(Provided by Humminbird)
As you're reading this, bass are in transition, migrating from wintering areas to pre-spawn and spawn habitat, signaling an end to difficult cold-water fishing conditions.
What's your early-season gameplan? Return to the same spots and do the same things you've done year in, year out? Whether fishing with family, trying to set a new personal best, or working our way up a tournament leaderboard, reducing the time it takes to find and catch fish is paramount. Seldom is that accomplished by a "fishing a memory." A better approach is to pay close attention to weather and water conditions, adjusting where and how you fish.
We discuss the topic with four-time Bassmaster Classic Champion and seven-time AOY Kevin VanDam, a man with an almost machine-like ability to cover water fast, find, and catch bass. A champion on many levels, KVD shares his thoughts on early-season bass and how to utilize electronics that will make for perfect advice for everyone behind the scenes who outfit anglers or rig their rides.
"A lot of people get hung up fishing spots where they caught fish in the past and it's the wrong time of year, the wrong conditions," says VanDam. "If I don't see something positive on a spot in 10 minutes, I'm typically gone. You can't catch fish there where they're not. The most important factor in successfully catching fish is finding them. Location is key."
(Provided by the Hall of Fame)
A former United States president, a noted bass fishing educator, and one of the most innovative designers of soft plastic lures will be inducted into the Bass Fishing Hall of Fame next March.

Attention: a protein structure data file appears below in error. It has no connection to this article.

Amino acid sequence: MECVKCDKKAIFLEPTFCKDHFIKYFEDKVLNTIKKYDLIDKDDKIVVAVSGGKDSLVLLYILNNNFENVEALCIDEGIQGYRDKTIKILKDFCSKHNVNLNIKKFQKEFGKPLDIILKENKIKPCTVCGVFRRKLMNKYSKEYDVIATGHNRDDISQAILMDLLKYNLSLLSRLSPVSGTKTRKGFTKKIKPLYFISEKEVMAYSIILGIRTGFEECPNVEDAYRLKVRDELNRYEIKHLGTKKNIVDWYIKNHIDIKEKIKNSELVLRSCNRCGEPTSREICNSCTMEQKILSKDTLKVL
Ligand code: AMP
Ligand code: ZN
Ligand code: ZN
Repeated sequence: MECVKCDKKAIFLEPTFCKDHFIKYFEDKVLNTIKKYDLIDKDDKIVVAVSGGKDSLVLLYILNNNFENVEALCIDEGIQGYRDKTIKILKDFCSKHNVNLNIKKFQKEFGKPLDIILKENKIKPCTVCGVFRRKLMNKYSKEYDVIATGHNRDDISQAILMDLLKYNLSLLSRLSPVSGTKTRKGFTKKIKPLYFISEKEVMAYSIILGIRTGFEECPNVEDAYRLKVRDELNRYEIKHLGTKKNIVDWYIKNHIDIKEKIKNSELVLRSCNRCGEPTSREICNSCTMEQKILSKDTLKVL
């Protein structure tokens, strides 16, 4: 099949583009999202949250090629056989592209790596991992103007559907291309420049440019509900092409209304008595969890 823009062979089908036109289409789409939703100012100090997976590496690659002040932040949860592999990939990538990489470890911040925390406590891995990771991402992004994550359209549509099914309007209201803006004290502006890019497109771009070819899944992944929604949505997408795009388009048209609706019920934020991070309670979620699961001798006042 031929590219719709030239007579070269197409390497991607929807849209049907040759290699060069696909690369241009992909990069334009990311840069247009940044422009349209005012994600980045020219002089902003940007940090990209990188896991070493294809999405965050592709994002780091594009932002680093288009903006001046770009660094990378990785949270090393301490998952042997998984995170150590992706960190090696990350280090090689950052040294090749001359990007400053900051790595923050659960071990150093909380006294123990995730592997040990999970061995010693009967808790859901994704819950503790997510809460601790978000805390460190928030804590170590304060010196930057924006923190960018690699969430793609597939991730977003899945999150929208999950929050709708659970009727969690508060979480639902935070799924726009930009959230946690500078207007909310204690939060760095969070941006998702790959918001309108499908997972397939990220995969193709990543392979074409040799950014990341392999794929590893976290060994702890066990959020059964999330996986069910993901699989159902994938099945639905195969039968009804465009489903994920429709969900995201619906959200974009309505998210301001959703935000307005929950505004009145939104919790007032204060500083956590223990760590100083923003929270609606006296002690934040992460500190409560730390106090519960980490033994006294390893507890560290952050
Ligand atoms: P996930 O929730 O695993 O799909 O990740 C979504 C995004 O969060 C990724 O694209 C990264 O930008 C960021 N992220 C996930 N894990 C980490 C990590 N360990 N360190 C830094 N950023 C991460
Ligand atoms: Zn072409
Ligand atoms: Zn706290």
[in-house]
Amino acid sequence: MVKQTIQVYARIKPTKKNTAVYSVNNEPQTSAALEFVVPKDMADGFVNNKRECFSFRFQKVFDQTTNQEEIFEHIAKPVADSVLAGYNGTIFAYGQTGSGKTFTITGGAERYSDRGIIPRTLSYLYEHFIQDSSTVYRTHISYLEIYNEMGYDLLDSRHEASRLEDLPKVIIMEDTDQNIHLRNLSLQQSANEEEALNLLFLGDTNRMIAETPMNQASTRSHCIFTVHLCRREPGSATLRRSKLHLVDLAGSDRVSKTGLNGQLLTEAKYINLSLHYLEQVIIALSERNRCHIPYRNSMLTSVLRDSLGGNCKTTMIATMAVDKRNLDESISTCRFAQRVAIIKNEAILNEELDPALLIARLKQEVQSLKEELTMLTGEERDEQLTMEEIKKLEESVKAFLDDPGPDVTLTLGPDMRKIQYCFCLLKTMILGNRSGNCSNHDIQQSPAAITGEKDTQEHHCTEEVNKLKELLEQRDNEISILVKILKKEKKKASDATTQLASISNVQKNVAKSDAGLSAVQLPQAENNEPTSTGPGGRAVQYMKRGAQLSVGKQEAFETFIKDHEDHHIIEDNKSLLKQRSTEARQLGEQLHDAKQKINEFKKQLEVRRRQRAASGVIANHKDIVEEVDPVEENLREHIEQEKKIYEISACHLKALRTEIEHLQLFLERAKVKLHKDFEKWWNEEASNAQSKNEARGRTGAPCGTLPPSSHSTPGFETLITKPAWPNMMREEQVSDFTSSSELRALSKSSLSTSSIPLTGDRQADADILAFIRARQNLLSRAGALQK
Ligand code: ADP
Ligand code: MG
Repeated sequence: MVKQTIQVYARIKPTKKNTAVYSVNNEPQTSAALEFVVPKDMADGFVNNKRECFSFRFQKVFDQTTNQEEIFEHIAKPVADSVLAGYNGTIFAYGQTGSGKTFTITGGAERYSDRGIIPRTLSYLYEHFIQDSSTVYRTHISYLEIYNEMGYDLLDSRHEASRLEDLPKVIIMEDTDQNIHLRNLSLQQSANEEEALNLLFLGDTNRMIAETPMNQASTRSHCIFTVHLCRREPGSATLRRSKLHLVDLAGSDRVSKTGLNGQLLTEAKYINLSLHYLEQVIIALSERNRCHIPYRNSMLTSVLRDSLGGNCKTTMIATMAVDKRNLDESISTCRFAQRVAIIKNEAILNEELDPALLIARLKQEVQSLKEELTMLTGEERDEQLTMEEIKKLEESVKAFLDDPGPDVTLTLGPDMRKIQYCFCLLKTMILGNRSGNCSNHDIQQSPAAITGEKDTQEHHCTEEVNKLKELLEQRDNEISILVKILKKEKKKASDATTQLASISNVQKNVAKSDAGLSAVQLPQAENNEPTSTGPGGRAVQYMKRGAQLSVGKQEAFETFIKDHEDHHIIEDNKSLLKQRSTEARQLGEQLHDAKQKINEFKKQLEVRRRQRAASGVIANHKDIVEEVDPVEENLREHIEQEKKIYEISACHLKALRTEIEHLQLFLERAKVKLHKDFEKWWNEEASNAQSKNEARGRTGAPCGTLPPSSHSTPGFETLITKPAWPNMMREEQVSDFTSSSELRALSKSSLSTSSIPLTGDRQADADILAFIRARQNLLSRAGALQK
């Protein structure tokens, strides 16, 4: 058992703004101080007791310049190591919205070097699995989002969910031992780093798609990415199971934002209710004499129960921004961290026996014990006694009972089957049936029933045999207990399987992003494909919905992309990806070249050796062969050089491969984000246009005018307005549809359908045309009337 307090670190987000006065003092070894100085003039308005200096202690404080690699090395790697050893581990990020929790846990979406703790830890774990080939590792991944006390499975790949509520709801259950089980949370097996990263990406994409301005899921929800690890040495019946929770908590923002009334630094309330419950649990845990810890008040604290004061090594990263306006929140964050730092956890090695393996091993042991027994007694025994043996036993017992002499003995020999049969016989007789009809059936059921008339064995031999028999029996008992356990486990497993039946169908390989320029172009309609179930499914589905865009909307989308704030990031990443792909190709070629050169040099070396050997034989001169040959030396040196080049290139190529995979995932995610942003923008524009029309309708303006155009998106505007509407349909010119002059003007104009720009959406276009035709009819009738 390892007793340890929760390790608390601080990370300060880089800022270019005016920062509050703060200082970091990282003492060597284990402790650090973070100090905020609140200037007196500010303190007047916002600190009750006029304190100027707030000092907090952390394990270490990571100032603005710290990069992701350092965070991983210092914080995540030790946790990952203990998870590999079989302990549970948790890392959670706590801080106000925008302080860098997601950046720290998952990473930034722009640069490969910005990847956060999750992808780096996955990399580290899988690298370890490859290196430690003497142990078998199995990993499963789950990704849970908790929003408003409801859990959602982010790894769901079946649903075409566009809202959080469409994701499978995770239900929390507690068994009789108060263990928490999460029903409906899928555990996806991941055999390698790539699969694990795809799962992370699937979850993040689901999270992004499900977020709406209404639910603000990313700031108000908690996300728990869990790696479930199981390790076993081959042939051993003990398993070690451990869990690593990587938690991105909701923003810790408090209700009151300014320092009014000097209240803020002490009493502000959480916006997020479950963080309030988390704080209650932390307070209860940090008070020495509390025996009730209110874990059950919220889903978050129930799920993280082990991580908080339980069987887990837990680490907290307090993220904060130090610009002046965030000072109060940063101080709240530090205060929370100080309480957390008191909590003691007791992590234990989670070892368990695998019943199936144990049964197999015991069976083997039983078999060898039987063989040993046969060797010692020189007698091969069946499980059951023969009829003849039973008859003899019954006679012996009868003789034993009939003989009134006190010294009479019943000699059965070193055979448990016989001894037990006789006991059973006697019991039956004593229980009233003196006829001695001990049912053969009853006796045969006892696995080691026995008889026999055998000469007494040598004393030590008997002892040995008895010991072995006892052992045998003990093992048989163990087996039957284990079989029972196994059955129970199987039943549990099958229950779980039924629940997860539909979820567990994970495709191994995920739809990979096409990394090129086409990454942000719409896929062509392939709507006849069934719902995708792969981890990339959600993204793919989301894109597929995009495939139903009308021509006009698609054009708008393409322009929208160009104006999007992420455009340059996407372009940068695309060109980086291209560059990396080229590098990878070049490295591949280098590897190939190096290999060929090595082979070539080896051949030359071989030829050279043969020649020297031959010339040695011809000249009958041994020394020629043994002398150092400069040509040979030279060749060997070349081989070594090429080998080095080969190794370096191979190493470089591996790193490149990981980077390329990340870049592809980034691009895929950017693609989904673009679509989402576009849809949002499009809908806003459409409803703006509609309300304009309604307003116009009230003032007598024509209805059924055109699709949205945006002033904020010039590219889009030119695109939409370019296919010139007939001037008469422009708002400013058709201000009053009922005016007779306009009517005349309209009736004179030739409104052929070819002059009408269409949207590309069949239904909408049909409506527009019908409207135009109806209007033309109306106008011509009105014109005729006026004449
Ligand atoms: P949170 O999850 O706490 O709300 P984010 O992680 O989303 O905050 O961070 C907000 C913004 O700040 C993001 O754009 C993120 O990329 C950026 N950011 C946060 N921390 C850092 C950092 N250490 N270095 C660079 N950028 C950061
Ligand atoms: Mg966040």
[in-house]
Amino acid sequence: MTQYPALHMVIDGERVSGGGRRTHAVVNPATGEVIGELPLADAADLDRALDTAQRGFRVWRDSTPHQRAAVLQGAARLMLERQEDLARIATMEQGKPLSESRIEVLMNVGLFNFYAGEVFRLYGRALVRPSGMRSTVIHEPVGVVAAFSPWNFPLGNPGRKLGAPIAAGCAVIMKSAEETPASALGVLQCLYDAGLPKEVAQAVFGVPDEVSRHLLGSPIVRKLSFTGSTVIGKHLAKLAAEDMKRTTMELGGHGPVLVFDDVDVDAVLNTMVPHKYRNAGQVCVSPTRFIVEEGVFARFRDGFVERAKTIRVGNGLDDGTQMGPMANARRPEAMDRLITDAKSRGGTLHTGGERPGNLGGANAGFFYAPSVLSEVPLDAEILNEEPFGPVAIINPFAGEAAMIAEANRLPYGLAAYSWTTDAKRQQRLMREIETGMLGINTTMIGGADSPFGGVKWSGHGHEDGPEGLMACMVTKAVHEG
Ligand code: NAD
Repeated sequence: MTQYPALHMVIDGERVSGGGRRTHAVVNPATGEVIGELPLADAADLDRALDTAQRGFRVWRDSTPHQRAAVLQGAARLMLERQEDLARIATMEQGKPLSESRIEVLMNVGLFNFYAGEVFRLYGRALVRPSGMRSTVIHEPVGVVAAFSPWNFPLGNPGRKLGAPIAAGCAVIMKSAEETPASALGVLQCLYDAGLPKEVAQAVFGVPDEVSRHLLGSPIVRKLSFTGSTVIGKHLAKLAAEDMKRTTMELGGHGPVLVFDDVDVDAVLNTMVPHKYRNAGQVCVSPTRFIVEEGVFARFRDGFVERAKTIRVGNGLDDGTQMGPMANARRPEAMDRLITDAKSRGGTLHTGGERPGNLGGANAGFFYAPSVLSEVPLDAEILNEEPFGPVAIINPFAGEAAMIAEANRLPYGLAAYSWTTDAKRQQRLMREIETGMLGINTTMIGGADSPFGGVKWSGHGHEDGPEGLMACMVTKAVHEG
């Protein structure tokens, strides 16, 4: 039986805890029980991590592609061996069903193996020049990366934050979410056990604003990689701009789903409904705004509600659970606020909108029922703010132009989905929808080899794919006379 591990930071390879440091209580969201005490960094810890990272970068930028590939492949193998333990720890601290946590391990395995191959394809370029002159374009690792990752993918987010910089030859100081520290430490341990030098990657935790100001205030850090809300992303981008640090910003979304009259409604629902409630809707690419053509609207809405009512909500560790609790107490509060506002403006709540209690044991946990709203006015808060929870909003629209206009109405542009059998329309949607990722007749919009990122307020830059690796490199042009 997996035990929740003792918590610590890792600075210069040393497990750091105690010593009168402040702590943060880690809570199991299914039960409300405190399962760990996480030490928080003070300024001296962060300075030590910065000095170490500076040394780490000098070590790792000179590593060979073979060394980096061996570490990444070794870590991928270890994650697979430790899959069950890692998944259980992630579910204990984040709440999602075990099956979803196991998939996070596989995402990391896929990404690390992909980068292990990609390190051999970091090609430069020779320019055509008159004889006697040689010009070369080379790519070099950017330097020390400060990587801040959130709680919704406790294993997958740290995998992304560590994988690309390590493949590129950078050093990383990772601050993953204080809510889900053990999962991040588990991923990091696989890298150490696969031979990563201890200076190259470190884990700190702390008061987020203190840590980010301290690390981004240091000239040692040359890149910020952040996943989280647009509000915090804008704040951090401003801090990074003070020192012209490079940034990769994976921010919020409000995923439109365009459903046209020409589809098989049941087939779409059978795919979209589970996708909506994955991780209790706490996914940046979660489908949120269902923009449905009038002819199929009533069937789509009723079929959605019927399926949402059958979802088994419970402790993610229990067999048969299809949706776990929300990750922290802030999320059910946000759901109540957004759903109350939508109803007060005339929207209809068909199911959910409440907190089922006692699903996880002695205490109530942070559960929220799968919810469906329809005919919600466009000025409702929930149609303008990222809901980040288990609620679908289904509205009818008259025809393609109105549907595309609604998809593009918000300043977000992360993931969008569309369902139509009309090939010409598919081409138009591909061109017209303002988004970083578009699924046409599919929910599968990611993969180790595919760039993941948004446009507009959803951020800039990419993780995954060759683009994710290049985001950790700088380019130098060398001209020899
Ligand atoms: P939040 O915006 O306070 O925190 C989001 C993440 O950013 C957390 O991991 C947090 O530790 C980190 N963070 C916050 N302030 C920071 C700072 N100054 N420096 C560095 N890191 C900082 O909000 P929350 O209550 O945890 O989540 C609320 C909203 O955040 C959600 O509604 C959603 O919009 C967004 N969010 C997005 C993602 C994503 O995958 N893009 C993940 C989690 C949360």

During its fall meeting, the Halls Board of Directors announced they will honor President George H.W. Bush, Billy Murray and Gary Yamamoto at the Halls annual induction dinner. The event takes place DoubleTree Hilton in Tulsa, Okla. on Thursday, March 3, the eve of 2016 GEICO Bassmaster Classic presented by GoPro.
By Louie Stout
Michigan Record Smallmouth
Bass fishermen often believe it is their definitive skills that fool big fish, but often times a little luck can go a long way.
The recently broken Michigan state smallmouth record is no exception. The 109-year-old record was broken Oct. 18 by Greg Gasiciel who was subbing in bass tournament on Hubbard lake in Alcona County. It was the first tournament he had fished in 3 to 4 years.
The monster smallmouth weighed 9.33 pounds, erasing the former mark of 9.25 set on Long Lake in Cheboygan County in 1906.
Hubbard is an 8,850-acre lake that is seven miles long and averages 32 feet deep. It was the site of a televised Major League Fishing Event last year.
Gasiciel, whose only previous fishing on Hubbard lake was ice fishing for walleyes, was called upon by a childhood buddy to fill in for a Bass Anglers of the Sunrise Side tournament that frigid day.
The record holders personal best prior to that day was a 5-5 largemouth caught from Wixom Lake.